I decided that I will not allow myself to buy new produce until I use up most of what I have in my vegetable bins. I will permit a few onions, carrots and sweet potatoes to reside awhile longer. But the cauliflower and peppers must be used up, and soon. Today!
The cauliflower in my refrigerator is from my last delivery from Fresh Direct. I shall not admit to you how long ago that was. Let's just say that the cauliflower's time is almost up, pardner. Time to cook mon petit chou-fleur before it is too late.
Coincidentally, one of the Hetty McKinnon cookbooks has taken up residence on my kitchen table, patiently waiting to be read. It was kismet to make McKinnon's recipe for sweet and sour cauliflower with ramen for my next meal. Not only would I use up my quickly aging cauliflower, but the planets were aligning because I also had ramen noodles in my larder. The package of buckwheat noodles were from the food shop my son did for me at the start of NYC's covid-19 lock-down. Perfect! I would get to use the ramen in something more than this lazy human's meal of boiling noodles and eating them with gobs of butter. You have no idea how lazy I can be sometimes.
I recently watched a live concert on YouTube, by the singer Lucy Kaplansky. She, her husband, and her dog Lucy, have escaped NYC and are living in Cape Cod. When I see photos of her et la famille on social media, I envy their walks on the beach. During the concert, she commented about how she now spends her days. Her activities include walking the dog, and writing new songs. And like the rest of us, constantly cooking. She has never cooked so much in all of her life. Probably true for most of us, as we float, suspended in time during this pandemic.
One of the things I miss right now, as I tend to be quite cautious (strike one: a wee bit elderly; strike two: immuno-suppressed), is the ease of take-out food. Take-out food, where the dishes are more complexly flavorful than our always cooking at-home, home-cooked meals. I crave new flavors, maybe even something exotic. And this recipe for sweet and sour cauliflower with ramen noodles, satisfies this want for something more than the ordinary.
Now, surprise, surprise! This recipe calls for making tempura with the cauliflower. Because I have not made tempura since the wok craze of the late 70's / early 80's, this is a challenge.
My first job as a book designer in publishing had me commuting to an office in mid-town Manhattan off of Fifth Avenue. Walking West, around the corner from where I worked, the block was lined with Japanese restaurants. Most people eating there were on expense account lunches. Nonetheless, during some of my lunch hours, I ventured in alone. I would sit at the sushi bar. The sushi chefs would call out in unison to greet me, and I nodded back to them, I studied the menu carefully, and proceeded to conservatively order single pieces of a very small variety of sushi. More often, in my younger days, when eating dinner at Japanese restaurants with friends, I would only order bento boxes featuring tempura.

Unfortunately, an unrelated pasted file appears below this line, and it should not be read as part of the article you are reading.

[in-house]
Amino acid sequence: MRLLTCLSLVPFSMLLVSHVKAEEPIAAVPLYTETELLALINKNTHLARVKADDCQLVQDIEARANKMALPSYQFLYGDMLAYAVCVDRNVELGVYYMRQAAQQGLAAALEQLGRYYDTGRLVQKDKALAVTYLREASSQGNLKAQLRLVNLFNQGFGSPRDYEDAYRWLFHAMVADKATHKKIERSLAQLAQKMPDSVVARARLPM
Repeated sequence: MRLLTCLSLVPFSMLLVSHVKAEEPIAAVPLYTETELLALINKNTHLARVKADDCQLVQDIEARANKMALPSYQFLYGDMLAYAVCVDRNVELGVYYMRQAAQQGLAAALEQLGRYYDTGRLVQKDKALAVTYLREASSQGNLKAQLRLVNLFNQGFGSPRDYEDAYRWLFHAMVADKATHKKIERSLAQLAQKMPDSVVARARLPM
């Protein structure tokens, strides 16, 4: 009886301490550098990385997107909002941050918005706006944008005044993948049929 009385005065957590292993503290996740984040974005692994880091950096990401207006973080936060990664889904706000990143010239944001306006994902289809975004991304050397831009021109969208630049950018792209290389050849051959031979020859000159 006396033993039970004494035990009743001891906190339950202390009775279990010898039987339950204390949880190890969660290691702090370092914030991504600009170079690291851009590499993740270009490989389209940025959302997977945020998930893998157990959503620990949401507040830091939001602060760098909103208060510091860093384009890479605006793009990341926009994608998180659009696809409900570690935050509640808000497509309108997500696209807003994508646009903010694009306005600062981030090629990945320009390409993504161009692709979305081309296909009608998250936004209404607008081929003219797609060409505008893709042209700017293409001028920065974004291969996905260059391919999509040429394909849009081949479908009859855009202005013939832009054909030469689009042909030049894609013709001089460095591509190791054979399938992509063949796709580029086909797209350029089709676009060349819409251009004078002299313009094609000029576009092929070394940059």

I recently watched a David Chang video wherein he cooked tempura for his family. His tempura would top a rice and protein dish. So, with Chang as my spirit guide, I gave cooking tempura another go. Chang is so relaxed when he cooks on his Instagram videos. Watching him gave me confidence that I could successfully cook tempura with ease. Because the timing of the fry so minimal, the tempura would be a healthy version of a fried food. Not oily, but airy and light, with that satisfying crunchy coating.
This recipe for sweet and sour cauliflower with ramen noodles is a fusion of a Chinese sweet and sour sauce with Japanese tempura and of course, ramen. Instead of the bento box style of separating out the tempura and dipping it into a tiny vessel holding the sauce, here, the sauce and tempura are incorporated into the whole. They sit atop a luscious bed of noodles flavored with sesame oil and brightly decorated with slivers of red pepper. Toasted sesame seeds and sliced scallions are sprinkled over the top, as a final, ta dah! And surprise, surprise, one of the ingredients in the sweet and sour sauce is a bit of tomato sauce, from the "Western" larder. A contribution from McKinnon's mom, who Hetty describes as being an "ingenious cook."
Try this recipe, and enjoy! If you like this recipe and are looking for another vegetable salad with Asian flavors try Cooking the Kitchen's Broccolini and Sweet Sesame Salad.Jump to Recipe
This, that, and the other....
I was working on a quilt top and listening to an audible version of Bene Brown's book, "Daring Greatly." Brown often tells personal stories to illustrate the point she is making. One that stayed with me was when Bene Brown described a day spending one on one time with her daughter. They were doing something outdoors, and having a perfect day. At one point her daughter stopped and Bene asked if she was ok. Her daughter replied that she was taking a picture of the day with her mind, so that she could remember it forever.
Here are some of my own mind snapshots of things seen out my front window, and on walks in the neighborhood during self-distancing in the time of covid- 19:
- Neighbor's daughter and her girl-friend sitting outside the entire day. Toward the end of the evening, one starts to play a ukulele and sings a song. I wished I could hear the music from across the street.